Serbian President Boris Tadic Friday signed into law new anti-smoking measures which will ban lighting up in most public places but gives some leeway for restaurants, bars and cafes.
The law forbids smoking in state institutions and buildings, schools, social care institutions, buildings used for cultural and sports activities, media buildings and buildings where food is produced.
Fines for defying the ban are 50 euros (64 dollars) for individuals and up to 10,000 euros for companies.
Restaurants, bars and cafes larger than 80 square metres will be forced to have a no-smoking zone covering at least half the premises. Smaller businesses can simply declare if they are smoking or non-smoking.
The law will come into effect in coming months but exact dates are not clear as there are processes of registration for eating and drinking establishments.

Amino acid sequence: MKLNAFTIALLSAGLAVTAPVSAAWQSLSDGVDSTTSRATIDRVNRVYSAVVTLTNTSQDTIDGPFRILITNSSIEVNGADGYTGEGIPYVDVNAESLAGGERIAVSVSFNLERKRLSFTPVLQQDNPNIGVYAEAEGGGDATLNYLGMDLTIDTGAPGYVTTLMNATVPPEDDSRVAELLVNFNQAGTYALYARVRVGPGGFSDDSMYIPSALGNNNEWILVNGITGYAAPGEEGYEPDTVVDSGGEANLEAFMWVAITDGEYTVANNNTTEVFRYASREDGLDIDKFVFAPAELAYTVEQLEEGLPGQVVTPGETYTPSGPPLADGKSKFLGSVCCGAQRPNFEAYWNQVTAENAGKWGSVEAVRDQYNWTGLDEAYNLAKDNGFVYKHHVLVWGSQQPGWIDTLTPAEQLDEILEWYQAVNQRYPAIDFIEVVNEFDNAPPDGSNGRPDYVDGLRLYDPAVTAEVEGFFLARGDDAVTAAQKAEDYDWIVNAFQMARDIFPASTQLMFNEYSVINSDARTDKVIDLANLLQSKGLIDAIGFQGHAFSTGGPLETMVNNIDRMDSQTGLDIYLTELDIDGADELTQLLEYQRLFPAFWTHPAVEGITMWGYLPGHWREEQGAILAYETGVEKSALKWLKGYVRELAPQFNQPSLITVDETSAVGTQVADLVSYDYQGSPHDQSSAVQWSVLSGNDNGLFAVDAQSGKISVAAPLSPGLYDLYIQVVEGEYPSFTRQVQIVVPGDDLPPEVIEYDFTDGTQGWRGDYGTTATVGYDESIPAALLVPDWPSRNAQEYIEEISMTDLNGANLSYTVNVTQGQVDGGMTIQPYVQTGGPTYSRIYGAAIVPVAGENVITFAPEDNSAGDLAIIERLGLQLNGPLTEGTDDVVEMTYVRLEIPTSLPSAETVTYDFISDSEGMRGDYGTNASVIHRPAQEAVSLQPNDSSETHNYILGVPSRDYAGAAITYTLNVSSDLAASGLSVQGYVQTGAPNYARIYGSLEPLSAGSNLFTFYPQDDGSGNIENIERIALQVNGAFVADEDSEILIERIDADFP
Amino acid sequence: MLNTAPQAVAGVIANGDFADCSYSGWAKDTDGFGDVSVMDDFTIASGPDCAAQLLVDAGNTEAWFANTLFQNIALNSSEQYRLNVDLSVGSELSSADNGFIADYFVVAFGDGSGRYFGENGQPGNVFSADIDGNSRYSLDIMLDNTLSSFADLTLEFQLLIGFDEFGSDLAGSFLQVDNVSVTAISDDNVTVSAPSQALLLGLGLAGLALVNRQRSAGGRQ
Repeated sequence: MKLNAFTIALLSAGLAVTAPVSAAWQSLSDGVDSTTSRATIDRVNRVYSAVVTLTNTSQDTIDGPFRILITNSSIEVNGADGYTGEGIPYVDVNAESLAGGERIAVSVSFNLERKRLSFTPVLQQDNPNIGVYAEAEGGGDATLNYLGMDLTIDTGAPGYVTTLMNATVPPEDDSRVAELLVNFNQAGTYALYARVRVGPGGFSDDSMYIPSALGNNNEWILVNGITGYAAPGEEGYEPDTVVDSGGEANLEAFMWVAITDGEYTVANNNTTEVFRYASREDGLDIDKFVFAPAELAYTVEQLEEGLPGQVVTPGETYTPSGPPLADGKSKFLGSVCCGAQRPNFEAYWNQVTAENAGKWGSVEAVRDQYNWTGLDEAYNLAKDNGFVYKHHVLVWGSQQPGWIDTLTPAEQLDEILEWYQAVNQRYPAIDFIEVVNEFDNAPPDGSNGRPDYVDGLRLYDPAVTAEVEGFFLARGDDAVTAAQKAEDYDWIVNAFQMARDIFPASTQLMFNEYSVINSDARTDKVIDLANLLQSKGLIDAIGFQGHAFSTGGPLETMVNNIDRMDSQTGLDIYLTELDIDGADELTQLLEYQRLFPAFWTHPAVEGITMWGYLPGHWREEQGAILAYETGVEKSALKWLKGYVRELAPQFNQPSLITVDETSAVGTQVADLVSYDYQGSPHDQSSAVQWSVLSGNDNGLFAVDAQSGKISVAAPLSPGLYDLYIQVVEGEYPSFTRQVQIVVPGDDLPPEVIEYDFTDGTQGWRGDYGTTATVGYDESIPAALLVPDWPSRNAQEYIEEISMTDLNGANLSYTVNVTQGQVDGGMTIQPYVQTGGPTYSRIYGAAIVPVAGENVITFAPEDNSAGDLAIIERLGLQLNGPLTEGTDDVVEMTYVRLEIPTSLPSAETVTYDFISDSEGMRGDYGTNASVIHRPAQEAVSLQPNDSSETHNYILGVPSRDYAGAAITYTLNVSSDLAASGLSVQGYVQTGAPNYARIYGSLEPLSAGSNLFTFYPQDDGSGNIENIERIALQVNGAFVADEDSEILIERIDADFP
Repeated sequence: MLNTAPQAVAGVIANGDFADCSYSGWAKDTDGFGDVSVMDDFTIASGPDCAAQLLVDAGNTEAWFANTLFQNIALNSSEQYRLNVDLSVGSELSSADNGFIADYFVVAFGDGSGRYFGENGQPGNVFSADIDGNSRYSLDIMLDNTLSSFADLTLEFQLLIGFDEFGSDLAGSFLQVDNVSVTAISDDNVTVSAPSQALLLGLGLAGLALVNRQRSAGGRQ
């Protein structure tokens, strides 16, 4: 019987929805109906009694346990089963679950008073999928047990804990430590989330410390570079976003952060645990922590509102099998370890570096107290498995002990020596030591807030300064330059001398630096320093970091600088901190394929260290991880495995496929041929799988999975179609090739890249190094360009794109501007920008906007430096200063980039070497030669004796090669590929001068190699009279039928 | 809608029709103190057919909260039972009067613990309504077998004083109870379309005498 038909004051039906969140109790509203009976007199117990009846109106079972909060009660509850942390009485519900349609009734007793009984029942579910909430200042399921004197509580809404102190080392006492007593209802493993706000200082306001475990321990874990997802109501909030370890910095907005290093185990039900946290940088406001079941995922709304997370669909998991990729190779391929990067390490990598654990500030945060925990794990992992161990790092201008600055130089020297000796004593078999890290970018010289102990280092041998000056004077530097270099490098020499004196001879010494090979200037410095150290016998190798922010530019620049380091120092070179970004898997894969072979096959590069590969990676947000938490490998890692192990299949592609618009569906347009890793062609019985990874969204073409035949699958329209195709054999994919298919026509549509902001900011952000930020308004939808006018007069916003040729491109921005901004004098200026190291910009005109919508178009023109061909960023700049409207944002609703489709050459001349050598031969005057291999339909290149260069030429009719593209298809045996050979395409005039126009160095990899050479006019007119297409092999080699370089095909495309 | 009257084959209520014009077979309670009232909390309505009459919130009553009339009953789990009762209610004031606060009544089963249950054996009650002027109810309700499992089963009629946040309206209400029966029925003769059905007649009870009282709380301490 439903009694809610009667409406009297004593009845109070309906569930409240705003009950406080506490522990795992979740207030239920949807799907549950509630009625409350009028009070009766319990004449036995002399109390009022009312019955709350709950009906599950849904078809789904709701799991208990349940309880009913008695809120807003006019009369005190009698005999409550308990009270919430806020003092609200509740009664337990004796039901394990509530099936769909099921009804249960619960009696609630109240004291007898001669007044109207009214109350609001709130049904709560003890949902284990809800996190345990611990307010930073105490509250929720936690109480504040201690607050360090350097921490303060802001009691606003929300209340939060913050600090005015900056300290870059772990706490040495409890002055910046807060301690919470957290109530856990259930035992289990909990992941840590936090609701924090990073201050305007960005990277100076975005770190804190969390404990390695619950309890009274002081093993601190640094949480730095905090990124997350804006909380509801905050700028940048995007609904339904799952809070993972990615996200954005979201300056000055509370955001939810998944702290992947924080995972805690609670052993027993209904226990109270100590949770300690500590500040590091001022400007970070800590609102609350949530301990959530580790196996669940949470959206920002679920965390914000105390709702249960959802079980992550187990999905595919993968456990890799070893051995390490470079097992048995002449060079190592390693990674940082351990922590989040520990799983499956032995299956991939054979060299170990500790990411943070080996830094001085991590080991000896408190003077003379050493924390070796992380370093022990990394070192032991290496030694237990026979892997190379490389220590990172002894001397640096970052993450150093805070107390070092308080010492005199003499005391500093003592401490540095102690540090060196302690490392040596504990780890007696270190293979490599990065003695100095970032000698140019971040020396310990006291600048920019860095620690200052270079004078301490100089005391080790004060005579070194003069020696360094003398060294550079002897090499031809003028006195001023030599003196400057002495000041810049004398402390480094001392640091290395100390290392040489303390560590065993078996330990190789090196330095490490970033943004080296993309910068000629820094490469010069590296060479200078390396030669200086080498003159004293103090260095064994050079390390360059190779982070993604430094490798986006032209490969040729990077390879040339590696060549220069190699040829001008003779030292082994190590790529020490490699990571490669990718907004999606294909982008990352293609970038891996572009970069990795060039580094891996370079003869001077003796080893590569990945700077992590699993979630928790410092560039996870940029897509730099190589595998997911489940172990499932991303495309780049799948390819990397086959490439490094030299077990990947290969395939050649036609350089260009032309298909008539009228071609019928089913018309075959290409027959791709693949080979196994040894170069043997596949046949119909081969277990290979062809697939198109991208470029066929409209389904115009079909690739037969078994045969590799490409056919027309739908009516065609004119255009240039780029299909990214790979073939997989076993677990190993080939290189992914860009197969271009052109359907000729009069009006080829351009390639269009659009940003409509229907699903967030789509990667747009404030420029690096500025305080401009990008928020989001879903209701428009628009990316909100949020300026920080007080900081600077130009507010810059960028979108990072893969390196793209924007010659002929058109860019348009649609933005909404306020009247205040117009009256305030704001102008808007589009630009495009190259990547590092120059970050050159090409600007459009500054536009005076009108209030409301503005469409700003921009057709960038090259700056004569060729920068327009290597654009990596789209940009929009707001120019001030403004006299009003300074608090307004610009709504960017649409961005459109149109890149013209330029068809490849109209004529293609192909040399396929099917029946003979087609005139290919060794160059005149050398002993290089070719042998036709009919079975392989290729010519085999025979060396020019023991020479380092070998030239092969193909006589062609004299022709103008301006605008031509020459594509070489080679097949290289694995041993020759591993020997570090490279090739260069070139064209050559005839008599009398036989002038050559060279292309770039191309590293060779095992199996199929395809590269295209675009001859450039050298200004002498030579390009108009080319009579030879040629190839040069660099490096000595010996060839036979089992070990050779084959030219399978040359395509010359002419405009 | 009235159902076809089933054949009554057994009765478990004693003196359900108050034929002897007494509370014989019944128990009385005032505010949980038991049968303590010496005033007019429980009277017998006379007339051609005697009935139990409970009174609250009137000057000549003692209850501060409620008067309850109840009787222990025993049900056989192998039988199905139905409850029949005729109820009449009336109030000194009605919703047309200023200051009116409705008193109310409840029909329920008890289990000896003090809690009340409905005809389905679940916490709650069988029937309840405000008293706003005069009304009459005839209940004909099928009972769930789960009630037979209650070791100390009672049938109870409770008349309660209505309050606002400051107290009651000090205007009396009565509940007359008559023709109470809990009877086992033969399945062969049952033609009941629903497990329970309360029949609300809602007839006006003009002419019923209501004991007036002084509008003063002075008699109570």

More than one third (33.6 percent) of Serbia's eight million inhabitants are smokers, according to health statistics.
The Balkans are home to Europe's most inveterate smokers, with 30 to 40 percent of all adults hooked on the habit, according to the World Health Organisation.
Neighbouring Croatia and Macedonia have recently caused a public outcry by introducing stringent anti-smoking laws banning people from lighting up in restaurants and bars.